July 14, 1977 Sense and Nonsense
As much as I hate to admit it I am guilty of discrimination against a minority group. I have always prided myself on being a fair and tolerant person. However lately I have found myself uttering such disgusting phrases as “Black is ugly!” and “Why don’t they do away with at least half of them!”
Intolerance is usually based on fear and I’ll admit that is a big part of my problem. I also dislike their personal habits. They are often bold, bad-tempered and irresponsible. To top it off, the government treats them better than the majority of us, allowing them thousands of square miles to live in, free meals and in some cases free housing.
I don’t like bears! There I’ve said it! I should have my mouth washed with soap! I am not prejudiced against any particular group of bears. I dislike black, brown and grizzled equally. Koala bears are cute but they live in Australia and I understand they are not really bears at all.
When I was a child, bears were afraid of people except when someone came between a mother bear and her cubs. Mother love is forgivable. I walked to school and played in the bush constantly but very seldom saw a bear. When I did I ran. The bear also ran – in the opposite direction.
My first upsetting experience with a bear was when I was the cook at a sawmill bush camp. One dark night a bear smashed our bedroom window which was six feet off the ground. When the big furry fellow realised there were live humans and not just food in the building, it dropped back on all fours, leaving us with a lot of broken glass to clean up.
It wasn’t until the next morning when we stepped outside and observed our brand new car that the seeds of hatred implanted themselves in my heart. The bear had scratched and dented the car when it attempted to climb up on the roof of a nearby shed.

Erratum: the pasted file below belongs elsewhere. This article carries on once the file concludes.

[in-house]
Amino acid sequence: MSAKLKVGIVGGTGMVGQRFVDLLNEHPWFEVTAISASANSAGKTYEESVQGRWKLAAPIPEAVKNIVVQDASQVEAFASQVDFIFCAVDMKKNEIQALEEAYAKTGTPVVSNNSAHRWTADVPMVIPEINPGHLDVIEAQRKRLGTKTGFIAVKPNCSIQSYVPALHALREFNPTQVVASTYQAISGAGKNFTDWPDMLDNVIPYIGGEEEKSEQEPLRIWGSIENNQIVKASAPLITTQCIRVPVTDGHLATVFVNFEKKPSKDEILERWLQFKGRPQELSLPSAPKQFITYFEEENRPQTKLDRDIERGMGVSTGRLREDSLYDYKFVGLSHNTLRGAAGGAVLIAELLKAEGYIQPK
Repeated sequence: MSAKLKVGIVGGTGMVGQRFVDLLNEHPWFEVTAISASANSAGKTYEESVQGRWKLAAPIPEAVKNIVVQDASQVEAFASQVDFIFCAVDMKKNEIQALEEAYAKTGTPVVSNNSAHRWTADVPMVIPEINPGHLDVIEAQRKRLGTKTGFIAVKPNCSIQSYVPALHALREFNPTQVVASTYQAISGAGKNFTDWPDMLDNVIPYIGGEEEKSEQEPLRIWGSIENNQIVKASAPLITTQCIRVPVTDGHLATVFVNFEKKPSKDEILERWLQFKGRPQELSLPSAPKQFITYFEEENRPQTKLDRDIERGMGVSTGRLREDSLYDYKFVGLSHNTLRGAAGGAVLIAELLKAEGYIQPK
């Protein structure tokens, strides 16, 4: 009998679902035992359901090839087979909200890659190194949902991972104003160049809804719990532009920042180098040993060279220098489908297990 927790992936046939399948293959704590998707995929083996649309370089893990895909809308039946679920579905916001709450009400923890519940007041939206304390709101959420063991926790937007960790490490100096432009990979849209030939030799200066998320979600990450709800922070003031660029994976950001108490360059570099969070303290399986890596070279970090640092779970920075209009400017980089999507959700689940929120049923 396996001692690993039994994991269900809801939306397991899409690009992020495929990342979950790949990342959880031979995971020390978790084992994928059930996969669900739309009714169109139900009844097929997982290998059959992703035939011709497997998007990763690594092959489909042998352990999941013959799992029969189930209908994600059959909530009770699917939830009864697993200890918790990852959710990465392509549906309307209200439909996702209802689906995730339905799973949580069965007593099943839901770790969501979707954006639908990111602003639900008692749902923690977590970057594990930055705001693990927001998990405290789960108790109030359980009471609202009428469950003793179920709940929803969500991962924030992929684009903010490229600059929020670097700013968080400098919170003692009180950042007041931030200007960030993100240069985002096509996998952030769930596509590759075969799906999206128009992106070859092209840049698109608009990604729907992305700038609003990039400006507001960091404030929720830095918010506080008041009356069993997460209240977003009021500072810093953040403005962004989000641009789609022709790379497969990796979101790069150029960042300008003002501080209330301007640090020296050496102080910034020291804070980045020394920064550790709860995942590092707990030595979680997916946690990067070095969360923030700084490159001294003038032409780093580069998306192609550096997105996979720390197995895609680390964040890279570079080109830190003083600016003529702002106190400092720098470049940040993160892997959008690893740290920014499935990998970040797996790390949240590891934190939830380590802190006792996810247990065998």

Over the years my hate mellowed into mere dislike. We heard stories of people being treed by bears and sometimes badly mauled or killed. Almost always, it was said to be the victim’s fault. Bears are basically nice, furry fellows everyone said.
There seems to be more bears around now than there used to be. They also seem to be less timid than they used to be. A few years ago hate flared up again in my breast as it did back in my cook-house days. We had pitched our tent on the shores of a barely accessible lake. When it was time to break camp we decided to leave the tent there for a few days. There was no food or garbage in or around the tent to attract the bears. Besides we had seen no bear sign at all in that area. When we returned to pick up our almost new tent we discovered how wrong we had been. There was not enough undamaged canvas left for even a small tarp. ‘The poles were bent and twisted. The only undamaged item was the gas lamp, swinging at a rakish angle from the ridgepole -the mantle unbroken. Footprints in the sand revealed the tale of a mamma bear and her two cubs having a fun-filled afternoon.
The other night we were again camping in a tent. I awoke screaming and clawing at my husband’s back. Our canvas domicile was zigzagging back and forth, tugging at the strings attached to the ground pegs. A spruce tree had fallen just outside, slightly grazing our tent. When my husband explained what had happened, I breathed a sigh of relief. He did too, saying, “If that tree had swung this way, it would have landed on us.”
I didn’t bother to explain that my sigh of relief was at the knowledge that there really wasn’t a bear out there about to enter the tent.
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